Although fuel prices in the U.S. are low by global standards, recent price rises have brought the cost per gallon up by nearly 25%, precipitating strong change in the vehicle preferences of many Americans. In a pattern that intensified sharply in the past two months, buyers have been moving away from SUVs, pick-up trucks and large luxury vehicles and toward smaller, less-expensive - and most importantly, fuel-efficient - vehicles of all types.

Data collected by Edmunds shows that the change toward economical transport had been gradual and consistent until March, when a spike in fuel prices drove a big shift toward more small-car purchases. Crossover SUV sales climbed to 6.3% market share, a nearly 50% rise over 2007 levels. Compact car sales have also risen, up 36% to hold 20% of the market, an increase of nearly 10% over 2007. Large car sales held steady, showing a small rise in market share over 2007.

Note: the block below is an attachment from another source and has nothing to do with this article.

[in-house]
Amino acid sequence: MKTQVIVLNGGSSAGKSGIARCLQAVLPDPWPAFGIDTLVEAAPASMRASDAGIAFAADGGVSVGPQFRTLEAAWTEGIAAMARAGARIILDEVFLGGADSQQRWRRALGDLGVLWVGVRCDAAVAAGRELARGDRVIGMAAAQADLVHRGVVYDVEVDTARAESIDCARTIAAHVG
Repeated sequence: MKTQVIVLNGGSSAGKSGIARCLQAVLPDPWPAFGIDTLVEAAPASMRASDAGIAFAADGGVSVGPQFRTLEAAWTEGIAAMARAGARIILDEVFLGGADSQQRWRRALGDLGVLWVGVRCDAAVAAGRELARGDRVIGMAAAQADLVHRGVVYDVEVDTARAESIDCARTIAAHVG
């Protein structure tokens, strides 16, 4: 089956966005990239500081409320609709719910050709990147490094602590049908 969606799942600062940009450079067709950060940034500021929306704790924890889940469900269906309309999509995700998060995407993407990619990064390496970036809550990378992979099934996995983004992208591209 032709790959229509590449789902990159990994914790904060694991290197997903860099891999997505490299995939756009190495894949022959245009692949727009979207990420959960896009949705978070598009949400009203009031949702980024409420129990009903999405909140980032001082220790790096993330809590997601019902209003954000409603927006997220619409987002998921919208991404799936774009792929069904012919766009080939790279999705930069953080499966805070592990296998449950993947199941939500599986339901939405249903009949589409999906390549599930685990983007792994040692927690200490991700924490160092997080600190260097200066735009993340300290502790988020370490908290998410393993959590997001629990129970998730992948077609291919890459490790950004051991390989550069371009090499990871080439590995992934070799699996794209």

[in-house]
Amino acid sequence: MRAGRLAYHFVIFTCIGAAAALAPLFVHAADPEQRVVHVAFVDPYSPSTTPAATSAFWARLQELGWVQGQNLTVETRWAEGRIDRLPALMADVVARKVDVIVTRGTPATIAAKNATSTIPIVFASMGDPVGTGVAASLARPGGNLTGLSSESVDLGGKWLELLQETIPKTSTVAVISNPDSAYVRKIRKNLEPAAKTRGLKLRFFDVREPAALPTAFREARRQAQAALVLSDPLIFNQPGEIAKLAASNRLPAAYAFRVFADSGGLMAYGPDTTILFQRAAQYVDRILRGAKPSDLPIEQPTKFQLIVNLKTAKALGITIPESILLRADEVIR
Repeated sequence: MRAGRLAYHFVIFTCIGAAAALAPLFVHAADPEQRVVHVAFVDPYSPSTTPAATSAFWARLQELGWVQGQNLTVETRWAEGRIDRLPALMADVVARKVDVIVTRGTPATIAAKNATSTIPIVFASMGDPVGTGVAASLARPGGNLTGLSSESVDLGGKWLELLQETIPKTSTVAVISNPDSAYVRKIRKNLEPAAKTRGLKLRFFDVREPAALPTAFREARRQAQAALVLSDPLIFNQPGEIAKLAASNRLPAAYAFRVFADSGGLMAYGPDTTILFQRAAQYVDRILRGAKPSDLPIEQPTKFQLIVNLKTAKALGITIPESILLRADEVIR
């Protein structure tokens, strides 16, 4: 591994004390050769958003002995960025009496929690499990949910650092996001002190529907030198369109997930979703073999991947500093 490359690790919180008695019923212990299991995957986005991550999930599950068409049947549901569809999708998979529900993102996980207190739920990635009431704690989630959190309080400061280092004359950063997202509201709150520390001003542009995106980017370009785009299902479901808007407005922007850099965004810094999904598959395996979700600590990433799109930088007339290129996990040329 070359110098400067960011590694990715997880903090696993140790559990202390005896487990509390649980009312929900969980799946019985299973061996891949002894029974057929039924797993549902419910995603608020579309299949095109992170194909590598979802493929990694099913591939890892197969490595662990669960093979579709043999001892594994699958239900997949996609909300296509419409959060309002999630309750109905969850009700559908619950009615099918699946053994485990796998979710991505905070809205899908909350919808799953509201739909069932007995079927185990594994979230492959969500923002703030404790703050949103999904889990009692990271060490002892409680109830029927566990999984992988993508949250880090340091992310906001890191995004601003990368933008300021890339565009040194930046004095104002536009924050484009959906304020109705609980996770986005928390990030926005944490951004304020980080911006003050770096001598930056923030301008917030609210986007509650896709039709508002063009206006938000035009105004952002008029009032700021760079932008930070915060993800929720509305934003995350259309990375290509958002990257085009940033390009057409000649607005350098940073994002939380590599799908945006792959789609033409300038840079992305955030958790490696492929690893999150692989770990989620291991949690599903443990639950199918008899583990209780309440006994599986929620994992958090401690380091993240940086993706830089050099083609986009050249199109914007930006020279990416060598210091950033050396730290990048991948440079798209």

Compact pick-up trucks, minivans and large SUVs are the big losers, with the compact pick-up segment leading the way with a 37% drop in sales to just 3.1% market share compared to 2003 levels of 4.9%. Minivans fell 25% from 2003 levels to 4.9% market share, down from 5.1% since last year. And large SUV sales fell 20% through the first five months of 2008 to 4.1% market share from the 4.6% share the segment held in 2007.

With fuel prices continuing to rise in many parts of the country, and remaining steady in others, the trend doesn't show any signs of slowing, either. However, carmakers are fully aware of the trend are preparing for the launch of a new generation of high-quality compact vehicles. Ford has already revealed its new Fiesta range, destined for a U.S. launch in 2010, and GM is still working on its next-generation Opel (Saturn) Astra. Even Chrysler is in the picture with plans to add a rebadged versions of Nissan’s Versa compact to its line-up.

2010 Opel Astra interior spy shots

2010 Opel Astra renderings

New Ford Fiesta S